Canning and Your Pressure Cooker
Summer is that wonderful season when fruits and vegetables are bountiful and our thoughts turn to preserving foods to enjoy later. The main methods of food preservation are canning, freezing and drying.
Since we get so many calls about canning and whether it is possible to "can" in the DUROMATIC pressure cooker, we have prepared the following outline to help you with your questions.
|Warning!||Consult the materials listed below for instructions on canning, as improper canning can be dangerous.|
Canning is the process in which foods are placed in jars or cans and heated to a temperature that destroys microorganisms and inactivates enzymes. This heating and later cooling forms a vacuum seal. The vacuum seal prevents other microorganisms from recontaminating the food within the jar or can. High acid foods such as fruits and tomatoes can be processed or "canned" in boiling water, while low acid vegetables and meats must be processed in a pressure canner at 240 degrees Fahrenheit (10 pounds pressure at sea level).
Jams and jellies have a very high sugar content. The sugar binds with the liquid present making it difficult for microorganisms to grow. To prevent surface contamination after the product is made and thus possible yeast or mold growth, these are either canned, frozen or refrigerated.
A pressure cooker cooks foods (with some added liquid) in a tightly sealed pot at a temperature higher than the standard boiling point. When the cooker is set over high heat, steam pressure builds and the internal temperature rises, increasing the boiling point from the standard 212 degrees to 254 degrees Fahrenheit. Under high pressure, the fiber in food is tenderized and flavors mingle in record time. As a result, the cooking time is usually reduced by 2/3.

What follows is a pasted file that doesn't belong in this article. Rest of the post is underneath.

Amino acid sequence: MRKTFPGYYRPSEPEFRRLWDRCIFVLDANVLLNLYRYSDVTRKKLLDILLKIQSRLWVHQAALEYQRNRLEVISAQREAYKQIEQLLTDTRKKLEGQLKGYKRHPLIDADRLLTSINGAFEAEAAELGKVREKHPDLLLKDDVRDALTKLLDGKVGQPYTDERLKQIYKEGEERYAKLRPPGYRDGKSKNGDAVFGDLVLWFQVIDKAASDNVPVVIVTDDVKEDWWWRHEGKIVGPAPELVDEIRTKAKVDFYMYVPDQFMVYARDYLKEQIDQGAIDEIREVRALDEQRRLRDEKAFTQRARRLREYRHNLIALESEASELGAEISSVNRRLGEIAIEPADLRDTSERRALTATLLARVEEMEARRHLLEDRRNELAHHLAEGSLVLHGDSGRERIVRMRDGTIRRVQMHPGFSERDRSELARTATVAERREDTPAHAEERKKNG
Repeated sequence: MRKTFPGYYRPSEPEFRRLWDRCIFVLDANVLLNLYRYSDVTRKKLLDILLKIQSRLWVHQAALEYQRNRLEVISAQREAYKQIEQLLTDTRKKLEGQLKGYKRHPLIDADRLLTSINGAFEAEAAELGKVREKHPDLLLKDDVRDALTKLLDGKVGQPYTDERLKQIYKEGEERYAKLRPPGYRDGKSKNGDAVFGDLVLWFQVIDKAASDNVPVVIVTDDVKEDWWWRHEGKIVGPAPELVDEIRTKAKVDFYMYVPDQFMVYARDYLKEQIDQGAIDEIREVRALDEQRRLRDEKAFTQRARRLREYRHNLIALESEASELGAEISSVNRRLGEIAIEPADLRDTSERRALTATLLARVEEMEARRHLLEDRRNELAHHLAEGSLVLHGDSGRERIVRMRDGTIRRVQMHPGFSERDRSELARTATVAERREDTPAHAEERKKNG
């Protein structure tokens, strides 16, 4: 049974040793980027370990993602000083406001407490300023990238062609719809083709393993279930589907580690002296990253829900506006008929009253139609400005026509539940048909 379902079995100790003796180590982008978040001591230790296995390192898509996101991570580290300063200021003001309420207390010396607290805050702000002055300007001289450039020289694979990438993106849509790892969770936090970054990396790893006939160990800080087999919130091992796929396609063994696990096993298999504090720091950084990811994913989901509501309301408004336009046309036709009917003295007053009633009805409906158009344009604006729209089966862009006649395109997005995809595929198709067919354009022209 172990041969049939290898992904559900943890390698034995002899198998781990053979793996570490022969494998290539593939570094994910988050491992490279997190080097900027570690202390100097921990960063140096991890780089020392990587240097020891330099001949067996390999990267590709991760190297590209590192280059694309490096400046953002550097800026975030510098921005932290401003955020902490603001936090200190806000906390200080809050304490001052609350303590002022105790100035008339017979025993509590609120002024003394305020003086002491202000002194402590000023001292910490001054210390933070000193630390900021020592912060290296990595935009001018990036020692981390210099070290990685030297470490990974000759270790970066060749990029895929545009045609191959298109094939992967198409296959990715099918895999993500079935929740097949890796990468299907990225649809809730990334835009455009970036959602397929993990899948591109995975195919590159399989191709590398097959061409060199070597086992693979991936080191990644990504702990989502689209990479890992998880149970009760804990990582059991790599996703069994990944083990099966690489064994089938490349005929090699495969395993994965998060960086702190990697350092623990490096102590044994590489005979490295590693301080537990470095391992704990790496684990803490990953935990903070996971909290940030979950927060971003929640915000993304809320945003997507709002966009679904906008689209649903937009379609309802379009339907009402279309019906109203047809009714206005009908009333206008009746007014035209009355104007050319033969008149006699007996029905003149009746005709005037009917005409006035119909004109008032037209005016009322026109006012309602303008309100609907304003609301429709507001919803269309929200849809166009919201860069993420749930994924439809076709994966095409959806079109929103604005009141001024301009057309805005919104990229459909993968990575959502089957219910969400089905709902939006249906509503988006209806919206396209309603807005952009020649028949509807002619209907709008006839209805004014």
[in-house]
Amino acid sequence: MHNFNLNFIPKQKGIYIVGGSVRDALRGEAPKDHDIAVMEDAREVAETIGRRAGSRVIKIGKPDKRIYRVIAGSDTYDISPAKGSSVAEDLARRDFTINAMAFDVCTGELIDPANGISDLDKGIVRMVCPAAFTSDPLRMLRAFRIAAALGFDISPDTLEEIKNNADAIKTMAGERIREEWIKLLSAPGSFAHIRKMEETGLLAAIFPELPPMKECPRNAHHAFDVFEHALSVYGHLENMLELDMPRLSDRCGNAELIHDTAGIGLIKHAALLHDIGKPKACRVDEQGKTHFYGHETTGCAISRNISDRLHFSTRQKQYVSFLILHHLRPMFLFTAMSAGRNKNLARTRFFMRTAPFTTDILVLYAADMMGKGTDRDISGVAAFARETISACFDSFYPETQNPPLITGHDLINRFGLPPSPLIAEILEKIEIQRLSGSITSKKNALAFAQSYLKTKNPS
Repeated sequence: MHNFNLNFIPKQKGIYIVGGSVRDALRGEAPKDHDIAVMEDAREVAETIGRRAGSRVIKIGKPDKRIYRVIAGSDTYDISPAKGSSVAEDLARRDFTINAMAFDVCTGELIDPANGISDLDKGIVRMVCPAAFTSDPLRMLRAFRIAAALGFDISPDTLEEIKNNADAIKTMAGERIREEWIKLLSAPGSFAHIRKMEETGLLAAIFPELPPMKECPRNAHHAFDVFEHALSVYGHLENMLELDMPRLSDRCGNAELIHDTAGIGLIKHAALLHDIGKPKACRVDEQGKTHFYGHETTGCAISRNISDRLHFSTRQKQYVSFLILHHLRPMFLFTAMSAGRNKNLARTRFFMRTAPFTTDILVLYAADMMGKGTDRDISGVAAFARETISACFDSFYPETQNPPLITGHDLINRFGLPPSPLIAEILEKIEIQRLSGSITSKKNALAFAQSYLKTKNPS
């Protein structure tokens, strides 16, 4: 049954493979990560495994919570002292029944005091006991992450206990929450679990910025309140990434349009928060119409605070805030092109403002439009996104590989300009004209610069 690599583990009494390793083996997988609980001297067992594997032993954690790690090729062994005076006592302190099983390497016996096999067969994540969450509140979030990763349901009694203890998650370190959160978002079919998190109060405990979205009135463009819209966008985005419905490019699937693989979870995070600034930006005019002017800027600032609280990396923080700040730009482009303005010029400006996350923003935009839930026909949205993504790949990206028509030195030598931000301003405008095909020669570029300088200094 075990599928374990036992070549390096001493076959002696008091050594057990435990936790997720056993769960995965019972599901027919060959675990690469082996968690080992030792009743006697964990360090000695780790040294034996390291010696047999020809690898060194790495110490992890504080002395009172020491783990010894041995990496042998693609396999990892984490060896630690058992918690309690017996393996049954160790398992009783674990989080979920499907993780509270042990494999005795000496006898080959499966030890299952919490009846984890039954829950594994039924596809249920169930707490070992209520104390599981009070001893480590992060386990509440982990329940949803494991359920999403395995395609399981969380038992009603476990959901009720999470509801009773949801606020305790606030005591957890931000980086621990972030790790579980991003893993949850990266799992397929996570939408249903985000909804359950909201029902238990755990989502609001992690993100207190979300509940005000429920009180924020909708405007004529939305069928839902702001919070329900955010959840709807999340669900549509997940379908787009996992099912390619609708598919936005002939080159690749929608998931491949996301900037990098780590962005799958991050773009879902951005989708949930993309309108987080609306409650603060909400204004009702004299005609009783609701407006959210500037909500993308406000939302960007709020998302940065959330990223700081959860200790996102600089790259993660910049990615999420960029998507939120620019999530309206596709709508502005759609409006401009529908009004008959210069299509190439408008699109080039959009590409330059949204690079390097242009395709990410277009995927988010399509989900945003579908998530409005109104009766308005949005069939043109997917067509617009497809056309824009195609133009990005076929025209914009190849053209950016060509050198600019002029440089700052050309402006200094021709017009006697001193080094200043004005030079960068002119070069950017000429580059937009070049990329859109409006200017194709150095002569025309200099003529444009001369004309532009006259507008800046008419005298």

The DUROMATIC pressure cooker is the highest quality stainless steel pressure cooker on the world market. It features an automatic lid locking system and a spring-loaded stationary safety valve. When the first red ring appears on the valve, the internal pressure has been raised to 8 pounds per square inch above the external pressure (235 degrees Fahrenheit); when the second red ring on the valve appears, the internal pressure has been raised to 15 pounds per square inch above the external pressure (254 degrees Fahrenheit).
A pressure canner is a specially made heavy pot that has a lid that can be closed steam tight. The lid is fitted with a vent (or petcock), a dial or weighted pressure gauge and a safety fuse. Newer models have an extra coverlock as an added precaution. It may or may not have a gasket. The pressure canner also has a rack to keep jars from bumping into each other causing possible breakage. Because each type of canner is different, be sure to read the directions for operating your canner. Kuhn Rikon does not manufacture a pressure canner.
The following are recommended Web sites for additional information on canning and preserving:
RECOMMENDED BOOKS ON PRESERVING:
- Putting Food By
by Ruth Hertzberg, Janet Greene and Beatrice Vaughan
- So Easy To Preserve, Bulletin 989
by Cooperative Extension Service
The University of Georgia, College of Agricultural and Environmental Sciences
Call (706) 542-8999 to order.